The Future of Death Taxes

The last few months have brought dramatic changes in the taxation of an individual’s assets upon his or her death. For many, there will no longer be any need to plan for the minimization of death taxes.

Residents of the State of New Jersey are subject to three death taxes: (1) the federal estate tax, (2) the New Jersey estate tax, and (3) the New Jersey Transfer inheritance tax. Residents of the Commonwealth of Pennsylvania are subject to the federal estate tax and their own version of the inheritance tax. Practically speaking Pennsylvania does not have an estate tax, as its law provides that it would absorb any credit, or sponge tax, allowed from the federal estate tax, but that concept has been repealed for years.

In 2017, the New Jersey Estate tax exemption will increase to $2,000,000. In 2018, the New Jersey estate tax will be no more.

In 2017, the exemption from the federal estate tax will increase to $5,490,000 per person, and, if portability is properly used, $10,980,000 per couple. Although the intentions of an incoming president are not always translated into legislative action, President-Elect Trump seeks to eliminate the federal estate tax altogether. With Republicans controlling both the House and the Senate, that objective may well be realized. In exchange for repealing this tax, the step-up in basis for capital assets would be eliminated for estate assets in excess of $10,000,000.

The gift tax exemption will remain at $14,000 per person per year.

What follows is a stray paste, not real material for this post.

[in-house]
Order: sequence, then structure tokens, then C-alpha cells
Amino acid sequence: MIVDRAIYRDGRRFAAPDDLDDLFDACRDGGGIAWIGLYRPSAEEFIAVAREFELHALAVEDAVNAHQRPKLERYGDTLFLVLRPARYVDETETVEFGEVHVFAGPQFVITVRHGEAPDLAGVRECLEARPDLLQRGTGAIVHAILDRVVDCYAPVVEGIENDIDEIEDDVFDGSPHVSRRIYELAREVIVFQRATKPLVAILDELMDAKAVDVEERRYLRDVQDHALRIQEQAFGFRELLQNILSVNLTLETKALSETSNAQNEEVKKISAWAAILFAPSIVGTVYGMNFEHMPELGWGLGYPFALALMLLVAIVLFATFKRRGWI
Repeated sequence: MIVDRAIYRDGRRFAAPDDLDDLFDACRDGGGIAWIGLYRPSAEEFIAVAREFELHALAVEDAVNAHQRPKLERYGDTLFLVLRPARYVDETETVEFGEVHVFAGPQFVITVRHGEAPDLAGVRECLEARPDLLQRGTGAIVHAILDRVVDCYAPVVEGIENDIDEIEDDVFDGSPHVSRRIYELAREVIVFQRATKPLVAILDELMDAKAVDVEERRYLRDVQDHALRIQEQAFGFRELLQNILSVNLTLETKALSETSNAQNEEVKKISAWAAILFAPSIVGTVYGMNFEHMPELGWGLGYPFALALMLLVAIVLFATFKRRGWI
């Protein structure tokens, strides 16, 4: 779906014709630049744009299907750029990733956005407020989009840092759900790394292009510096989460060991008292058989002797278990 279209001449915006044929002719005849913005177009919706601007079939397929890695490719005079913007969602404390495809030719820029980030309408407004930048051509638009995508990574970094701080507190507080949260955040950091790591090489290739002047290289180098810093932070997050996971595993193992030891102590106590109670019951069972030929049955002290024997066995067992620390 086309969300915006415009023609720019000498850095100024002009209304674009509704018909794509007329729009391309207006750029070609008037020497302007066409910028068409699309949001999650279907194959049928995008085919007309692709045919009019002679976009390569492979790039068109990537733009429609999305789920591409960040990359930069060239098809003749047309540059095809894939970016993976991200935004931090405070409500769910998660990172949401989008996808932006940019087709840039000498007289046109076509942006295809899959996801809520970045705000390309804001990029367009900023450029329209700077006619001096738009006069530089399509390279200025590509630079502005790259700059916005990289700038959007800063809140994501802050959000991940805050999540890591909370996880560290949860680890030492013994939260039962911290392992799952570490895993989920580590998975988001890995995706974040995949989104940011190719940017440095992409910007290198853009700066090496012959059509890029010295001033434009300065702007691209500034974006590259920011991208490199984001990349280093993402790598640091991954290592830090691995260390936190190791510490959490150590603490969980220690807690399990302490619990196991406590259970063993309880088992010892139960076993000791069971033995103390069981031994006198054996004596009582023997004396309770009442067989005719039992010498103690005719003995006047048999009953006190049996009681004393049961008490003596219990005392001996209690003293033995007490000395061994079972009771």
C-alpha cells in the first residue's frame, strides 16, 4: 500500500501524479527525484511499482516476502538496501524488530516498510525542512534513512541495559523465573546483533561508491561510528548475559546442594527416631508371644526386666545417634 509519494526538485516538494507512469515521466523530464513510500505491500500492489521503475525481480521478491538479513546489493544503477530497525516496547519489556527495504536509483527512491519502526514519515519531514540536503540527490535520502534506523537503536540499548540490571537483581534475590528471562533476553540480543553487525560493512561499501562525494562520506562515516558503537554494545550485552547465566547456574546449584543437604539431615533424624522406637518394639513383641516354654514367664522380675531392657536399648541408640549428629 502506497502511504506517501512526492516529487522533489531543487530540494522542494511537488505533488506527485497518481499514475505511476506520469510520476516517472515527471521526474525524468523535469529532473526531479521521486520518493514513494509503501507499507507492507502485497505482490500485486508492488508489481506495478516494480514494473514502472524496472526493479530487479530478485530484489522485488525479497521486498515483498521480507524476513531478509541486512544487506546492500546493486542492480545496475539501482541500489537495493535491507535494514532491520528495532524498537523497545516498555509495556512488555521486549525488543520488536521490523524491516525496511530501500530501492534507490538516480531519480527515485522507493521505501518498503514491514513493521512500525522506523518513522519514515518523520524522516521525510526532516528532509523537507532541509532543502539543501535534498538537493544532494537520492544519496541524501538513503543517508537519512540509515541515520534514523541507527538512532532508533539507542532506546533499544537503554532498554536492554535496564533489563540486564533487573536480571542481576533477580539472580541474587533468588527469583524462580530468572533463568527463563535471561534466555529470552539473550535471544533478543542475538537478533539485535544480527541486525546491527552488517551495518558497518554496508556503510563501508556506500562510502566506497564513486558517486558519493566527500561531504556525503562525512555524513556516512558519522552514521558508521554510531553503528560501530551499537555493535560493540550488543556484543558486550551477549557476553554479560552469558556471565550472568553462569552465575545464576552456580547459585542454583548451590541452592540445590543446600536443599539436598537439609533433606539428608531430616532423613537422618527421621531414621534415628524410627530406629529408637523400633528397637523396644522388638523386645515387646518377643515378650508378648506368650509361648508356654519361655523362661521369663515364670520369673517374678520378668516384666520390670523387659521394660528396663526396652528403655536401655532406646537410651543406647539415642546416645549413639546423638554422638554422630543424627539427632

There is no adjustment from either New Jersey or Pennsylvania for its inheritance taxes. Both remain alive and well.

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Thomas D. Begley, III

About the Author

Thomas D. Begley, III is the co-chair of the Trusts & Estates Group at Capehart Scatchard. He is a Certified Elder Law Attorney (CELA) who earned both his undergraduate and law degrees from Georgetown University, located in Washington, D.C. He concentrates his practice in the areas of estate and tax planning, estate administration, small business representation, elder law, and probate litigation. He is an accomplished author and lecturer who has frequently spoken on behalf of the National Academy of Elder Law Attorneys and the New Jersey Institute for Continuing Legal Education as well as other professional organizations. He has been named a “Super Lawyer” as voted by his peers and facilitated by New Jersey Monthly in the area of Trusts and Estate Litigation on numerous occasions. He has attained the prestigious AV rating by Martindale-Hubbell.

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